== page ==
Judd’s sexual harassment suit against Weinstein reinstatedPosted On: Jul. 31, 2020 1:48 PM CST
A federal appeals court has reinstated the sexual harassment lawsuit filed by actress Ashley Judd against movie producer Harvey Weinstein.
In late 1996 or 1997 Mr. Weinstein invited Ms. Judd to a breakfast meeting in a Beverly Hills hotel and she was directed to his private hotel room where the two were alone, according to Wednesday’s ruling by the 9th U.S. Circuit Court of Appeals in San Francisco in Ashley Judd v. Harvey Weinstein.
Mr. Weinstein, who was clad in a bathrobe, asked Ms. Judd if he could give her a massage, and then if she would watch him shower, both of which requests she refused. She then left the room, according to the ruling.
Subsequently, director Peter Jackson and producer Fran Walsh considered Ms. Judd for a role in the upcoming Lord of the Rings movie. But they did not cast her after Mr. Weinstein told them his company Miramax had had a “bad experience” with her in the past, that she was “a nightmare to work with” and that they should avoid her “at all costs,” the ruling said.
In late 2017, Mr. Walsh revealed he chose not to cast Ms. Judd in the Lords of the Rings, which eventually became a successful trilogy, because of Mr. Weinstein’s statements about Ms. Judd’s professionalism, which is when Ms. Judd learned why she was not cast in the film.
In April 2018 she filed suit in state court on charges of defamation, sexual harassment, intentional interference with prospective economic advance and violations of California’s Unfair Competition Law. The case was removed to U.S. District Court in Santa Ana, California, which ruled in Mr. Weinstein’s favor.
The ruling was overturned by a unanimous three-judge appeals court panel. “Under the facts alleged, the relationship between Judd and Weinstein was characterized by a considerable imbalance of power,” the ruling said.
“That is, by virtue of his professional position and influence as a top producer in Hollywood, Weinstein was uniquely situated to exercise coercive power or leverage over Judd, who was a young actor at the beginning of her career at the time of the alleged harassment,” the ruling said.
“Moreover, given Weinstein’s highly influential and ‘unavoidable’ presence in the film industry the relationship was one that would have been difficult to terminate ‘without tangible hardship’ to Judd, whose livelihood as an actor depended on being cast for roles,” the ruling said in citing California state code. The case was remanded for further proceedings.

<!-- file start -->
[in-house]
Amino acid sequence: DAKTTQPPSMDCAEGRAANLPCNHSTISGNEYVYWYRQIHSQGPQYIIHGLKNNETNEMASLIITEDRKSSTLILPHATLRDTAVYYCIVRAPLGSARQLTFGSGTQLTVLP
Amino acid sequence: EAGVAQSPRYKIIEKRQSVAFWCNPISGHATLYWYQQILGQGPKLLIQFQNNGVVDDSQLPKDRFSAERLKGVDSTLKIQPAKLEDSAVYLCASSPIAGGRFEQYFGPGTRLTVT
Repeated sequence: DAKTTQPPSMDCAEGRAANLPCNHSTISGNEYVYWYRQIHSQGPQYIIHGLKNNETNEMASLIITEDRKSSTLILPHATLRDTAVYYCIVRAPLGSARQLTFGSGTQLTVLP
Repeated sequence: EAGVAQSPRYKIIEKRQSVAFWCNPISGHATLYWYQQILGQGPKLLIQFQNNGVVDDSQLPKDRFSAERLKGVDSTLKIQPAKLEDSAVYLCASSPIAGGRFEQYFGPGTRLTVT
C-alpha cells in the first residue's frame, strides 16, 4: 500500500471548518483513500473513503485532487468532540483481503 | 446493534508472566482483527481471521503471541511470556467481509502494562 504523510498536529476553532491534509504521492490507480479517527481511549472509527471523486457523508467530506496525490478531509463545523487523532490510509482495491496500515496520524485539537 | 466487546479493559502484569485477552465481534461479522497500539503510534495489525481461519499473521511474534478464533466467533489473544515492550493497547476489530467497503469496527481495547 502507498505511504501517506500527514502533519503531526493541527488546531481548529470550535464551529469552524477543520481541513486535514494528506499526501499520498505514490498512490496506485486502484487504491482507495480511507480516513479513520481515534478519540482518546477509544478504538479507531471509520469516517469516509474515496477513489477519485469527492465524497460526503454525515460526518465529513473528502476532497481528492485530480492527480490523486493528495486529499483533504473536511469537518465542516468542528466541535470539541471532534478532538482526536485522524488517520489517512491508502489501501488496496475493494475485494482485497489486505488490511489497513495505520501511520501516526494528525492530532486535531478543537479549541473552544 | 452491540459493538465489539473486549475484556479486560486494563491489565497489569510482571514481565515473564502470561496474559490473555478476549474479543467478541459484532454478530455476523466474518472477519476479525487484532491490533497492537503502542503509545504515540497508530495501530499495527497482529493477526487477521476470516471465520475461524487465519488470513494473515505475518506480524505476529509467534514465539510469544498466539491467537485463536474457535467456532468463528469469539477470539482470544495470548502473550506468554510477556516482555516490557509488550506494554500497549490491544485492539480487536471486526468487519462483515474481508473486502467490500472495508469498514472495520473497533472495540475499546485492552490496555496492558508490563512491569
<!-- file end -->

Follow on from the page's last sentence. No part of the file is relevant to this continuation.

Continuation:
Ms. Judd’s attorney, Theodore J. Boutrous Jr., a partner with Gibson, Dunn & Crutcher LLP in Los Angeles, said in a statement, “This is an important victory not only for Ms. Judd but for all victims of sexual harassment in professional relationships.
“The court correctly holds that California law forbids sexual harassment and retaliation by film producers and others in powerful positions, even outside the employment context, and we look forward to pursuing this claim against Mr. Weinstein at trial.”
Mr. Weinstein’s attorney, Phyllis Kupferstein, a partner with Kupferstein Manual LLP in Los Angeles, said in a statement, “We are glad that both Ms. Judd and Mr. Weinstein will have their day in court, where we expect the truth will come to light.
“The most minimal investigation of the events will show that Mr. Weinstein neither defamed Ms. Judd, nor hindered or interfered with her career, and certainly never retaliated against her and, indeed, had nothing to retaliate for. Instead, Mr. Weinstein championed her work and approved her casting for two of his movies.
“Mr. Weinstein fought for Ms. Judd as his first choice for the lead role in Good Will Hunting and, in fact, arranged for Ms. Judd to fly to New York to be considered for the part.
“Thereafter, Ms. Judd was hired for two of Mr. Weinstein's movies, Frida in 2002 and Crossing Over with Harrison Ford in 2009. In addition, the record on Lord of the Rings will finally be made absolutely clear – that Mr. Weinstein had no authority over the project as it belonged to a different production company that had full staffing control of the film.
Earlier this month, a federal judge rejected a proposed class-action settlement in litigation filed by Harvey Weinstein’s victims.